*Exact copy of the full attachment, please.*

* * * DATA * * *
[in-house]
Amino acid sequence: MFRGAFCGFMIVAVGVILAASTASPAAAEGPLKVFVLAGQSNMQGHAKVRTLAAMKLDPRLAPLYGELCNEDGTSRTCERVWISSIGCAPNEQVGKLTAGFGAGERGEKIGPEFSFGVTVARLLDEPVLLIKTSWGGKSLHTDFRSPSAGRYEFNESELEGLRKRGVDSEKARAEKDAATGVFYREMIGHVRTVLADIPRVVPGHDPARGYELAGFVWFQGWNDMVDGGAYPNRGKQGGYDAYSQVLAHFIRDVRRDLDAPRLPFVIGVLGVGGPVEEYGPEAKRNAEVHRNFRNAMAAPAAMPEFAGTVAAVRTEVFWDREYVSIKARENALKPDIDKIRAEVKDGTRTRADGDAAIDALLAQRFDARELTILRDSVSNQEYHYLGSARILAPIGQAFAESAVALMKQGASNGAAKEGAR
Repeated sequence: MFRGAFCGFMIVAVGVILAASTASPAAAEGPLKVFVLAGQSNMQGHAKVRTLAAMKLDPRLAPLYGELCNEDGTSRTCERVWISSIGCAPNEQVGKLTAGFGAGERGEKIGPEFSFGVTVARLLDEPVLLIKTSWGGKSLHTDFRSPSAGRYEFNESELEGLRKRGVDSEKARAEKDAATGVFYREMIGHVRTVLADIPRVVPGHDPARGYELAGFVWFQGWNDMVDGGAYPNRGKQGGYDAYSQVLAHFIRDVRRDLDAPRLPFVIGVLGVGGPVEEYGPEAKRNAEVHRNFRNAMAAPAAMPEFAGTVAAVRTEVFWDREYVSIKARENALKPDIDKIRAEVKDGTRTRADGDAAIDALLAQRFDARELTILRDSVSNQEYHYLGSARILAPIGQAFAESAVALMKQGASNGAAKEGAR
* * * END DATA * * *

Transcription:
[in-house]
Amino acid sequence: MFRGAFCGFMIVAVGVILAASTASPAAAEGPLKVFVLAGQSNMQGHAKVRTLAAMKLDPRLAPLYGELCNEDGTSRTCERVWISSIGCAPNEQVGKLTAGFGAGERGEKIGPEFSFGVTVARLLDEPVLLIKTSWGGKSLHTDFRSPSAGRYEFNESELEGLRKRGVDSEKARAEKDAATGVFYREMIGHVRTVLADIPRVVPGHDPARGYELAGFVWFQGWNDMVDGGAYPNRGKQGGYDAYSQVLAHFIRDVRRDLDAPRLPFVIGVLGVGGPVEEYGPEAKRNAEVHRNFRNAMAAPAAMPEFAGTVAAVRTEVFWDREYVSIKARENALKPDIDKIRAEVKDGTRTRADGDAAIDALLAQRFDARELTILRDSVSNQEYHYLGSARILAPIGQAFAESAVALMKQGASNGAAKEGAR
Repeated sequence: MFRGAFCGFMIVAVGVILAASTASPAAAEGPLKVFVLAGQSNMQGHAKVRTLAAMKLDPRLAPLYGELCNEDGTSRTCERVWISSIGCAPNEQVGKLTAGFGAGERGEKIGPEFSFGVTVARLLDEPVLLIKTSWGGKSLHTDFRSPSAGRYEFNESELEGLRKRGVDSEKARAEKDAATGVFYREMIGHVRTVLADIPRVVPGHDPARGYELAGFVWFQGWNDMVDGGAYPNRGKQGGYDAYSQVLAHFIRDVRRDLDAPRLPFVIGVLGVGGPVEEYGPEAKRNAEVHRNFRNAMAAPAAMPEFAGTVAAVRTEVFWDREYVSIKARENALKPDIDKIRAEVKDGTRTRADGDAAIDALLAQRFDARELTILRDSVSNQEYHYLGSARILAPIGQAFAESAVALMKQGASNGAAKEGAR